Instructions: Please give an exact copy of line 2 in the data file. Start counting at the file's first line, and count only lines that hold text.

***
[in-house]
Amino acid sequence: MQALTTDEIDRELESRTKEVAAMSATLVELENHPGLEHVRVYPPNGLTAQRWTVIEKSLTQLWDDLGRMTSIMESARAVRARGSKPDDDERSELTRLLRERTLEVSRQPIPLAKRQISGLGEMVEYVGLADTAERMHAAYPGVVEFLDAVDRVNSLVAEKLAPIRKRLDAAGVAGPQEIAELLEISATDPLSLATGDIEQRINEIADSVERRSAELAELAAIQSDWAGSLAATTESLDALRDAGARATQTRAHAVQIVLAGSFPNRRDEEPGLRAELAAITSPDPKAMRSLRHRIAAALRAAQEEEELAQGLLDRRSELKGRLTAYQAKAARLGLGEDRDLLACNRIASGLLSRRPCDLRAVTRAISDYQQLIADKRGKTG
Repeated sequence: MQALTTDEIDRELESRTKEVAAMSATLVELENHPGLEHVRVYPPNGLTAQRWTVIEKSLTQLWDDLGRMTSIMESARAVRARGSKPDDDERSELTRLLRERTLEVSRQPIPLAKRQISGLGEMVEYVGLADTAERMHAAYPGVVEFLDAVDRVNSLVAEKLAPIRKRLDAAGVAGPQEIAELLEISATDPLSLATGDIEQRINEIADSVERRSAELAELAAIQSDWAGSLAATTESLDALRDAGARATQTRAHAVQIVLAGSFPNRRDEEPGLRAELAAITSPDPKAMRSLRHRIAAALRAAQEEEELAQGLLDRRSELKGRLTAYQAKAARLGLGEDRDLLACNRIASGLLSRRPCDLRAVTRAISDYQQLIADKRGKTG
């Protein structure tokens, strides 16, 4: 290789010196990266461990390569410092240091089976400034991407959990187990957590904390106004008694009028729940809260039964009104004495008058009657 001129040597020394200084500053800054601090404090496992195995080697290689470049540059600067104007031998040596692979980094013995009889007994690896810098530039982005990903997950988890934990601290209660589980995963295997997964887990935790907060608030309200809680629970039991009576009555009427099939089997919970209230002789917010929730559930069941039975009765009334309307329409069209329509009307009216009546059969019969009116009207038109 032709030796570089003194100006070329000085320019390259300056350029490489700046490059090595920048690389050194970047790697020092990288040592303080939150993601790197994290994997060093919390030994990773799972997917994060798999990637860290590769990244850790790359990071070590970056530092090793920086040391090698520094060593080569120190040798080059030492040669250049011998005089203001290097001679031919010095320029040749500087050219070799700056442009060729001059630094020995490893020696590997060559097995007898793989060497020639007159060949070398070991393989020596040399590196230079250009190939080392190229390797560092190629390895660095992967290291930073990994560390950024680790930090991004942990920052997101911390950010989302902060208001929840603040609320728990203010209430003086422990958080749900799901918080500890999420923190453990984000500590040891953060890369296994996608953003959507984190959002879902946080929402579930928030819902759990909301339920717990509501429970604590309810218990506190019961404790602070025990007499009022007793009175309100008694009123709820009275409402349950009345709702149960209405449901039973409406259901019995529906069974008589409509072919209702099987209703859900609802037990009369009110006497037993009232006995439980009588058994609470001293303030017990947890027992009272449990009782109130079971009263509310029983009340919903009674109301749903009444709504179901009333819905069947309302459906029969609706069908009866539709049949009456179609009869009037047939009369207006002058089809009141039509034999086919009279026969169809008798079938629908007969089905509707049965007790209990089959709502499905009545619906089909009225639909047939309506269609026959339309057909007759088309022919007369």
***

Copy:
Amino acid sequence: MQALTTDEIDRELESRTKEVAAMSATLVELENHPGLEHVRVYPPNGLTAQRWTVIEKSLTQLWDDLGRMTSIMESARAVRARGSKPDDDERSELTRLLRERTLEVSRQPIPLAKRQISGLGEMVEYVGLADTAERMHAAYPGVVEFLDAVDRVNSLVAEKLAPIRKRLDAAGVAGPQEIAELLEISATDPLSLATGDIEQRINEIADSVERRSAELAELAAIQSDWAGSLAATTESLDALRDAGARATQTRAHAVQIVLAGSFPNRRDEEPGLRAELAAITSPDPKAMRSLRHRIAAALRAAQEEEELAQGLLDRRSELKGRLTAYQAKAARLGLGEDRDLLACNRIASGLLSRRPCDLRAVTRAISDYQQLIADKRGKTG